What harm does development cause?

I just read the lead article in Nov. 16 Daily Illini, “C-U urban expansion threatens farmlands.” This is pure conventional wisdom which is not justified by reason.

Kirk Builta correctly states that good farmland is being used for urban development. Mr. Barnhart, a farmer, understands the incentive for farmers to sell their land. In other words, he’s not suggesting we take away the rights of property owners to sell their land to willing buyers. The artificially low tax rates applied to farmland benefits the farmer as do millions of dollars in federal subsidies, but these gifts don’t seem to keep farmland owners from selling. We all understand that you need large unobstructed pieces of land to develop economically.

No one is suggesting that development should stop in Champaign County.

Can anyone explain what is threatened by the use of farmland for other types of development? Please be as specific as possible.

What actual or potential harm is there?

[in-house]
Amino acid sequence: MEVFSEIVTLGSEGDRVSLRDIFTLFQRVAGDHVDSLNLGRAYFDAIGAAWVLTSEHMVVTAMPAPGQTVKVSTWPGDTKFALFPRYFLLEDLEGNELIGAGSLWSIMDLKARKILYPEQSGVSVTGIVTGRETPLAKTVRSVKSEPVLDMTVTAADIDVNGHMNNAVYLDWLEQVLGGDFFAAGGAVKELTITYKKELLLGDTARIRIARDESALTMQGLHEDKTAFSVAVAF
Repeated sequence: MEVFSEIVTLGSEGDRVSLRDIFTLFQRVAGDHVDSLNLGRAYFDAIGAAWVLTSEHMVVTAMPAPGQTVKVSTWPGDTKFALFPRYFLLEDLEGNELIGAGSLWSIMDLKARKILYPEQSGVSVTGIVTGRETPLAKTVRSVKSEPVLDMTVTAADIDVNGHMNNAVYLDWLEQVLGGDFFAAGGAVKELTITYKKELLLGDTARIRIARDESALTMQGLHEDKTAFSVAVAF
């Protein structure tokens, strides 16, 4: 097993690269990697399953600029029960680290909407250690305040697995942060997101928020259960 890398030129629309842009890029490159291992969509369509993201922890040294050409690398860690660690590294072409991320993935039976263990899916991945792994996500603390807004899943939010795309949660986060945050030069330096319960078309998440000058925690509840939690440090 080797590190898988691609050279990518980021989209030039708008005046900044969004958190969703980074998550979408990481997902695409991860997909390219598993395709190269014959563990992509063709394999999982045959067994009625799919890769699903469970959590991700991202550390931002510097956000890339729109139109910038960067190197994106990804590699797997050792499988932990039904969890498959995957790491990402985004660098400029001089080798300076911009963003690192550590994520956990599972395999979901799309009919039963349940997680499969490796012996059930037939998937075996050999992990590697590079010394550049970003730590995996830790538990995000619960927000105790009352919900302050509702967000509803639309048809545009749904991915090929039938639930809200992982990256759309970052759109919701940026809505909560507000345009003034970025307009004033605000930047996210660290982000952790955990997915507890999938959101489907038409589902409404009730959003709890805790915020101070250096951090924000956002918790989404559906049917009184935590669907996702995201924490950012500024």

What I see in Champaign County is wall-to-wall farming that leaves little room for anything else. For instance, wouldn’t it be nice to have tree-lined rural roads? The farm bureau will object because farmers don’t want any of there crops shaded, not even a little at the edge. What about the needs of the 98 percent of us who are not farmers?

Note that recent attempts by the county to pass more restrictions on the residential development of rural tracts were defeated. Land owners want the right to do what they like with their property.

Instead of arbitrarily taking property rights, what is needed are environmental controls. It doesn’t matter to me what my neighbor does with his/her property as long as my environment isn’t degraded by light, noise, water or air pollution. It’s OK to put a pig farm next door as long as it doesn’t make noise, stink or pollute the water and they don’t leave outdoor lights on all night.

What we really could use in Champaign County is more natural areas. A program to purchase and convert marginal farmland and land along waterways to woodland and prairie parks could gradually accomplish this.

Mark Washburn

University employee